The UK’s four different nations have histories that run parallel to one another, yet each still retains its own cultures and identifies, making the union endlessly fascinating.

When the Stockton and Darlington Railway, the world’s first public steam railway, opened in 1825, the public was still relying on horse-drawn stagecoaches and narrow canal boats to move goods and travel. But once people realised the power of rail, the railway boom began. Companies rushed to invest in new railroads which inevitably improved mobility, changed the face of commerce, and made travel affordable, not to mention faster.

Today, millions of people in the UK still rely on trains to get to work and holiday each year. If you would like to enjoy a memorable rail holiday in the UK, talk to us today.

UK Railway Holidays

United Kingdom at a glance


Railway holidays in the UK

Capital: London

Language: English

Money: Pound sterling

Most restaurants add a service charge but for those that don’t include such charge, it is customary to tip 10-15%. In pubs, no tip is expected when you just order drinks, although it is polite to tip 10% if you enjoy a sit-down meal with drinks (if they haven’t included a service charge to your bill). Tipping taxi drivers is a norm.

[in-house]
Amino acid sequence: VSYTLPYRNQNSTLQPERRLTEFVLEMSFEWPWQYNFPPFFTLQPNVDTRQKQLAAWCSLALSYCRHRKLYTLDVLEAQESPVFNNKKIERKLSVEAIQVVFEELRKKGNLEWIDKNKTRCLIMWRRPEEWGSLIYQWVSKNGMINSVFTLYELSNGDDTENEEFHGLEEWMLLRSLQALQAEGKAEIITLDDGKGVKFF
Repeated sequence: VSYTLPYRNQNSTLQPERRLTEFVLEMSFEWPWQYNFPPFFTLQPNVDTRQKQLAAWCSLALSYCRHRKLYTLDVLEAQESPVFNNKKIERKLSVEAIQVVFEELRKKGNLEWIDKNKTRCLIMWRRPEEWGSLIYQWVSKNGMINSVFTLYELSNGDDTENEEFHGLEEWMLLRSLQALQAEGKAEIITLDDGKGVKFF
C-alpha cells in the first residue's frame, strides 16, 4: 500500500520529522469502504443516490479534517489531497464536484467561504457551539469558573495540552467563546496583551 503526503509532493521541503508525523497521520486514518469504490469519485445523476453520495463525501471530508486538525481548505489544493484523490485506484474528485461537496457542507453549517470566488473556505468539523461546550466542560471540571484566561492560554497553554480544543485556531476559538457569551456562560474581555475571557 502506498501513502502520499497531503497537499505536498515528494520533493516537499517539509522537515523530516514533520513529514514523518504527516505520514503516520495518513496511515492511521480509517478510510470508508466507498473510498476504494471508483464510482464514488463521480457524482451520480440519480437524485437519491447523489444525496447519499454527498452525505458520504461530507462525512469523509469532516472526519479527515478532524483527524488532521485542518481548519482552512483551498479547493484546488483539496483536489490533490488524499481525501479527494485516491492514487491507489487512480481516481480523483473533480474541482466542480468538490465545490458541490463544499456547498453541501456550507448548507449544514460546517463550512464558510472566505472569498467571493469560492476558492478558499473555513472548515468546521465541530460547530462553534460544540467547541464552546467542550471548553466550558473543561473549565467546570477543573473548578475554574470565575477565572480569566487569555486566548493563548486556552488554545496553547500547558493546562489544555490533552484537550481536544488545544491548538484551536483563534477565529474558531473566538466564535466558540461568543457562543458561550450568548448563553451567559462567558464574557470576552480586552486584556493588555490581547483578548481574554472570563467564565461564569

• New Year’s Day – January 1 
  • St Patrick’s Day – March 17 (Northern Ireland only)
  • Good Friday – date varies
  • Easter Sunday – date varies
  • Early May bank holiday – the first Monday in May
  • Spring bank holiday – the last Monday in May
  • Battle of the Boyne – July 12 (Northern Ireland only)
  • Summer bank holiday – the last Monday in August
  • St Andrew’s Day – November 30 (Scotland only)
  • Christmas – December 25
  • Boxing Day – December 26

Exploring the United Kingdom


UK scenery shutterstock 1863219478

Britain’s rich railway heritage 

When one talks about the history of modern railway today, it is natural to find the conversation stretches back to the 1800s, a time when British pioneers and engineers were busy introducing locomotives powered by steam and then electric to the world.

The spread of railways during the Victorian era (1837-1901) also spurred the growth of commerce, which in turn ushering in many years of prosperity. By 1900, it was estimated that 1100 million train journeys were made – people, who were once frightened of trains when they were first introduced, could now comfortably take trains to work, play, and of course, holiday.

Once upon a time, British cuisine wasn’t regarded highly by our European neighbours but things have changed considerably in the past few decades. Classics such as fish and chips, banger and mash, and an assortment of savoury pies remain hugely popular – and they are often reinterpreted and given a new twist by modern British chefs.

British have also happily incorporated foods from other cultures into their daily meals. Chinese, Indian, Vietnamese and Mexican dishes have gone mainstream, while foods from once obscure destinations like Ethiopia and Estonia are fast creeping up on the horizon.